Disabled children have received a poor deal from public services. Despite rafts of policy, a lack of funding has always compromised the level of support. Only 6% of disabled children are supported by social services.
That could be about to change. The Disabled Children’s Review published this week by the government commits £340m to promoting access, responsiveness and quality in services over the next three years. The largest chunk of funding – £280m – is focused on providing short breaks for disabled children and their families. There’s also £35m to promote the availability of child care.
Considering that eight out of 10 families with a severely disabled child have described themselves at, or close to, breaking point, it’s a sensible allocation of resource.
As important as the funding is the review’s commitment to developing an indicator as part of the public service agreements. And a “core offer” making it clear what services disabled children and their families can expect.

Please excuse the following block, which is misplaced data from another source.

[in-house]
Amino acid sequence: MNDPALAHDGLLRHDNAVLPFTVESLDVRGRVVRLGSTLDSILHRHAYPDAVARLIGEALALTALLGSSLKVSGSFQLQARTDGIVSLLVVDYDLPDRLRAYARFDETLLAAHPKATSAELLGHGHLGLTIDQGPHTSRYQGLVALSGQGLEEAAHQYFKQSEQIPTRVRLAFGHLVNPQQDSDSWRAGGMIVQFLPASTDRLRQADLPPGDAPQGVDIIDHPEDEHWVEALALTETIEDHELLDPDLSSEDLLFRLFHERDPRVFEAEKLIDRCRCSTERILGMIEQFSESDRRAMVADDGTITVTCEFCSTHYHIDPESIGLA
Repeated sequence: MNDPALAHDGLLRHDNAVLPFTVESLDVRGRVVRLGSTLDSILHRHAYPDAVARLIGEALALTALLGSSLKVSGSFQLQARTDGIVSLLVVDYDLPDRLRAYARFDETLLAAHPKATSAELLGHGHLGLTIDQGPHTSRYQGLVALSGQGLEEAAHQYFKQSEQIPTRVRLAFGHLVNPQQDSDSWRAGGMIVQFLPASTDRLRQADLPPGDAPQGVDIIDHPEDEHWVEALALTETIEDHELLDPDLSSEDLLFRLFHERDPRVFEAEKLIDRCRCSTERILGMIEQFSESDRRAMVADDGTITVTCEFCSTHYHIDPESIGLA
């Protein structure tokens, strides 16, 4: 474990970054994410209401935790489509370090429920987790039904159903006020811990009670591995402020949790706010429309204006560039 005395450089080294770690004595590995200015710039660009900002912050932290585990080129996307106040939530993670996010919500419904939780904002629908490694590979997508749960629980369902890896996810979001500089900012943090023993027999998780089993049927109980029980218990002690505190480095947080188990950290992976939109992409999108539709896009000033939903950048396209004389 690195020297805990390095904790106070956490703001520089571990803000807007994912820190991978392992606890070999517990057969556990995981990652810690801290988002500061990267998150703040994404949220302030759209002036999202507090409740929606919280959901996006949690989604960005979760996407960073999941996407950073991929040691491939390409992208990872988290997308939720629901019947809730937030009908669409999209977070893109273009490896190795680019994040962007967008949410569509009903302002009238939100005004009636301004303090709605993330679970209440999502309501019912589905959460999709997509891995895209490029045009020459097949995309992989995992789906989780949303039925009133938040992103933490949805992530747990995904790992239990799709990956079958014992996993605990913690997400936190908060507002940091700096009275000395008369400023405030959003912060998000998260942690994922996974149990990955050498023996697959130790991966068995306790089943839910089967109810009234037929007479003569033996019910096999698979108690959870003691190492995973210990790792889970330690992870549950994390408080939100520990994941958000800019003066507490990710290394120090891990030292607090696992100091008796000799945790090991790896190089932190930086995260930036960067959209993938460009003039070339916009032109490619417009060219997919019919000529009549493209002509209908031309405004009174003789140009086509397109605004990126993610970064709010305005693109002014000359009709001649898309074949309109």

The Every Disabled Child Matters campaign has won high level support, namely from Ed Balls, the chancellor’s right hand man. But, there is more to be done. You voted for us to campaign on this issue and we’ll help to keep these issues in the spotlight.
Key elements of the Early Support Programme should be transferred to managing disabled children’s services, for example. Another report this week on palliative care reveals that primary care trusts are not spending enough on disabled children. And how far will this extra money go when it’s spread between the 770,000 disabled children estimated nationally?
The review is a positive first step, but it’s only that.